However, through the course of their travels, each of them faces very personal challenges, and they need the support of their traveling companions to overcome the problem. In one episode, the support actually led to the person having the problem winning the challenge. It’s inspiring and nice, and it challenges what Americans know from their own reality shows. “The Calling” shows that people can compete and do so with integrity, respect, joy, and compassion. Preethi, Guarav, and Atmaj are enjoying each other’s company and the experience while having fun.

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‘Instant Hotel’: The Strategy

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What makes “Instant Hotel” a little different from other reality game shows is that it pits a group of entrepreneurs in the hospitality industry and share economy against each other. Each couple owns an instant hotel, which means they rent out their homes to vacationers. The other couples visit the hotel and rank it based on the home itself, local amenities and attractions, a good night’s sleep and value for the money. These scores, all on a scale of 1 to 10, are combined with the interior design professional’s score. In addition, the group of 8 are given a score from the hosts based on how the home was left and if all the rules were followed. The winner of the game gets a trip to California to stay at an exclusive instant hotel rumored to be run by a Hollywood celebrity.

So, how do you win this game? Since it’s the first season, episode two, it doesn’t appear that many of the participants are looking to win in the traditional sense – getting the prize. Instead, they’re looking to enjoy themselves, see what other instant hotels are doing and just go along for a good time. The mother/daughter team tried to plant the seeds of some sort of alliance against the two gay men, but it was more of a “let’s not let them win because we don’t like them” kind of thing.

If someone wanted to win, they could rate every experience they were on with a zero. The scores are anonymous, and it would probably be too late before anyone did the math to figure out what was going on. That same team could then rate their guests as a zero, and it would still put them ahead but reveal the strategy. This would work best with a team that is later in the series. No one knows when they will be the hosting hotel, but even the first hotel could rate its guests with a six without giving anything away.

However, that’s not actually the point of this competition. The point is for every hotel to get more guests after the episodes air. How do we get more people to come to our hotel rather than the other hotels featured and the other hotels in our area? The first step is to have a great hotel. The second step is to treat your guests well. The third step is to hope the guest at your hotel on this show say good things about your hotel. Whatever happens, the hotel experience needs to be memorable so that no one forgets what your hotel was like.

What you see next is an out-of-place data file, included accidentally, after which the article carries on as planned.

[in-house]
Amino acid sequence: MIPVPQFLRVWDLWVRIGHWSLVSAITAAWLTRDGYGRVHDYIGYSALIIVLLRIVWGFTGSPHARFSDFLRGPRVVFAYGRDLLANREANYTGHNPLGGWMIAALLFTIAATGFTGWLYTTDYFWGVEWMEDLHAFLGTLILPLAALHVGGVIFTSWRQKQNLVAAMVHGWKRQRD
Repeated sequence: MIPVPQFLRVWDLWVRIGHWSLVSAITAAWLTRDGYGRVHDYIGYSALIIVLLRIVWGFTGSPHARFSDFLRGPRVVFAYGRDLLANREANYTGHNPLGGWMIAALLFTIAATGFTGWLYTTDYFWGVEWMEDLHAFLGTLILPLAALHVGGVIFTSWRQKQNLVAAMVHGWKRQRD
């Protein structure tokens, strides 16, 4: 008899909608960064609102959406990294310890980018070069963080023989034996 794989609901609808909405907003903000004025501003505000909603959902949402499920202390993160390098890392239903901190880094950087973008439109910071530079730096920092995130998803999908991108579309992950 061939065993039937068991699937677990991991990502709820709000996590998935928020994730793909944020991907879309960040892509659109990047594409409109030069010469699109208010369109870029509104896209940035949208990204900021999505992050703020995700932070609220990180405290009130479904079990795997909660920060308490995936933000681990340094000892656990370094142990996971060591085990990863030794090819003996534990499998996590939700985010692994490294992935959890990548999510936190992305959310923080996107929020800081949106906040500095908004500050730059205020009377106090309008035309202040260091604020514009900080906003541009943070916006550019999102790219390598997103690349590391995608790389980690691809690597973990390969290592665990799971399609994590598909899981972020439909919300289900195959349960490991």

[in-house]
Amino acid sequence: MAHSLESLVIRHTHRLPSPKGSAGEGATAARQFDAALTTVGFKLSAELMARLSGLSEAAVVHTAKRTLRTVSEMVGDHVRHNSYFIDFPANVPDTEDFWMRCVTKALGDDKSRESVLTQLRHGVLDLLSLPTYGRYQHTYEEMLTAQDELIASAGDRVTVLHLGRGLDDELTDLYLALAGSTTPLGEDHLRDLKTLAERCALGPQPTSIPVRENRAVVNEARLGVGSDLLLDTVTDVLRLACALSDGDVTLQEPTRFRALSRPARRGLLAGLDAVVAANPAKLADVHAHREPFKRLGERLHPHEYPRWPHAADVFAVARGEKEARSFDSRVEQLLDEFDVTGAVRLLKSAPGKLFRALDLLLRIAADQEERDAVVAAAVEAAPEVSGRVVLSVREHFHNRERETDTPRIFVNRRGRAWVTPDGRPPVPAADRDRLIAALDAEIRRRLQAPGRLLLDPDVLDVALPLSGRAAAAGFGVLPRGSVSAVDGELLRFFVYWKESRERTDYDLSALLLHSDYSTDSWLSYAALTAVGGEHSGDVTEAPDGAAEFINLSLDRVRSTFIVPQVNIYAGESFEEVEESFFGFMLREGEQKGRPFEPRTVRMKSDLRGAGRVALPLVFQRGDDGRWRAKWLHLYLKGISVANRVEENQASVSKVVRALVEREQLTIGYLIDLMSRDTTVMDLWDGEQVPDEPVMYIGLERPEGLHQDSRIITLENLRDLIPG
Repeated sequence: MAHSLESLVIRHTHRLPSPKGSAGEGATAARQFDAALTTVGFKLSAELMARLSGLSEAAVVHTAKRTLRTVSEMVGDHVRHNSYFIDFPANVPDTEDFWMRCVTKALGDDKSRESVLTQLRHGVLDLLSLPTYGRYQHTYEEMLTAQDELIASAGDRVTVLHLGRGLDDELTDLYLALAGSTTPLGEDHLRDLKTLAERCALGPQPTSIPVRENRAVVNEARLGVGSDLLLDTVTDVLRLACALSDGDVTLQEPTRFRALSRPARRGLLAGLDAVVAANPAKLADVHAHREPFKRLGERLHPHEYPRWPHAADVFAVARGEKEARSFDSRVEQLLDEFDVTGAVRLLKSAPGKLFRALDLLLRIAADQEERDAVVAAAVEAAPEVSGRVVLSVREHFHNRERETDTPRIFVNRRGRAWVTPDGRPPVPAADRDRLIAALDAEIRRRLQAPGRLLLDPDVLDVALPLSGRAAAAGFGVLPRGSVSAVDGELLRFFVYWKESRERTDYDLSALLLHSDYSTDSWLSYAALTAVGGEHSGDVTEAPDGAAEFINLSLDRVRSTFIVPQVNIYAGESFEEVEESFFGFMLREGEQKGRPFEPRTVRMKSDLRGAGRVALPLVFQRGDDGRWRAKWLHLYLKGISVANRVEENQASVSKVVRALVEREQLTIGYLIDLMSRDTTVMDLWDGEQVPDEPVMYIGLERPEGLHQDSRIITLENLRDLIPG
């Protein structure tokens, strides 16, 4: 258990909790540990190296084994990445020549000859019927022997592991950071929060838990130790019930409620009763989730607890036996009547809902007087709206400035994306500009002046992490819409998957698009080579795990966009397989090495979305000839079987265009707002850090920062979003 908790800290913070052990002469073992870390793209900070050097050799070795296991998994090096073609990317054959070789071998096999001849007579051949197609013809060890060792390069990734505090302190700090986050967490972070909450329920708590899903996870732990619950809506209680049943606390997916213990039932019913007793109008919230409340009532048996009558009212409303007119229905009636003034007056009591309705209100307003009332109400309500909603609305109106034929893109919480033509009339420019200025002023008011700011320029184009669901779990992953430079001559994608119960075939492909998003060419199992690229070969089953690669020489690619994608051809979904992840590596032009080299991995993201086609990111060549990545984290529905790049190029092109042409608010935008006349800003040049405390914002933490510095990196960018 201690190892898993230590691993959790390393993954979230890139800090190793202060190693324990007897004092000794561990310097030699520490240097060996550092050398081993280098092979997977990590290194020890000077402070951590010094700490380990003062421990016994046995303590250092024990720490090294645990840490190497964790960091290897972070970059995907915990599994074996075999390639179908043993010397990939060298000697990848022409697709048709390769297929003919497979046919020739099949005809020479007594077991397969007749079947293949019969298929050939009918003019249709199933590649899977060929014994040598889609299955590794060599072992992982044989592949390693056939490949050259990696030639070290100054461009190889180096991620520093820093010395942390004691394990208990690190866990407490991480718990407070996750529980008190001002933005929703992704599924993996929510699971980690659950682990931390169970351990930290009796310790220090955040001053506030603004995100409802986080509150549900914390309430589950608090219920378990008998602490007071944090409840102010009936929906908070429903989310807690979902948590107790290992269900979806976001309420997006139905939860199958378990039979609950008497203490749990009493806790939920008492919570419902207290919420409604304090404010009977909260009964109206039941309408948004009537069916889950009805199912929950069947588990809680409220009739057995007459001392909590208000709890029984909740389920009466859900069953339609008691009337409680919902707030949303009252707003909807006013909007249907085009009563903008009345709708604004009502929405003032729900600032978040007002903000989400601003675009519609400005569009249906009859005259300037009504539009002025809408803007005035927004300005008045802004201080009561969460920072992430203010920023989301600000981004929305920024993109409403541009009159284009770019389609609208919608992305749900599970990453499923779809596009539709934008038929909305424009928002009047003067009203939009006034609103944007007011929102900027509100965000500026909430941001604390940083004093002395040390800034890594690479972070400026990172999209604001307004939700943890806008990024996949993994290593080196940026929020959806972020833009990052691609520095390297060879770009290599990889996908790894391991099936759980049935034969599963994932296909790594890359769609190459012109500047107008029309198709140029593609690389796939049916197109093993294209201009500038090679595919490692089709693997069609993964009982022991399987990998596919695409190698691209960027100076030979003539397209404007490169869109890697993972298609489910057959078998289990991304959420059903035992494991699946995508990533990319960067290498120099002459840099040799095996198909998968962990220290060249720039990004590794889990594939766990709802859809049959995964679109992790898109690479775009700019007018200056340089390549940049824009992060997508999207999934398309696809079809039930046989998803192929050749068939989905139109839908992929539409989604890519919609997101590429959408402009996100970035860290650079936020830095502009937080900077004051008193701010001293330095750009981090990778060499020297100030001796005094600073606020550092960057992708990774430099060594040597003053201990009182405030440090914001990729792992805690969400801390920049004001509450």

These steps should help the team connect with the viewing audience in some way and improve booking rates. More needs to happen though. People need to feel like the team is made of people they want to hang out with. They need to feel like the team is something they can support. Most importantly, team members need to find a way to create a story that will last and motivate people to book.

The longer-term gain from “Instant Hotel” is increased tourism for Australia from both nationals and foreigners. So, there needs to be a minimum of bad-mouthing of places and hotels and a maximum of showing off the best the country has to offer. Could a team employ a zero-sum strategy? Sure, and while it might win that team the trip to California, it would undermine the meta game goals of improved bookings at their own hotel and improved tourism for Australia. Because who would want to stay with a team that lied to win?

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2 Episodes In: ‘Instant Hotel’

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When someone does something with passion and the do it well, it’s a joy to watch them be rewarded. In the second episode, Jannine and Mark have a ‘50s-inspired Instant Hotel that’s amazing. The other guests love it, too. When they tell the couple how they feel, Jannine and Mark tear up. It’s a beautiful moment that’ll touch your heart strings, too.

As a series, “Instant Hotel” is fun. Because the participants are Australian, I’m never sure what I’m going to get. Sure, they speak English, but the cultures are different enough to catch an American off guard. So far, they tend to stick with their stereotypes: The two gay guys, the spoiled little girl who can’t get out of bed and her enabling mother, and the young couple with the wife who is spoiled but “in a different way.” But most of them seem to be enjoying themselves. The competition is bound to ratchet up as the mother-daughter team look to bring down the gay-team, but for the moment, there are only seeds for this future conflict.

I don’t normally watch reality television shows, but “Instant Hotel” is a good time that has a different cultural element to it. If you want to diversify your viewing habits and watch something that you don’t normally watch, this show is a good choice. Improve your creativity by replenishing your well and learning about instant hotels in Australia.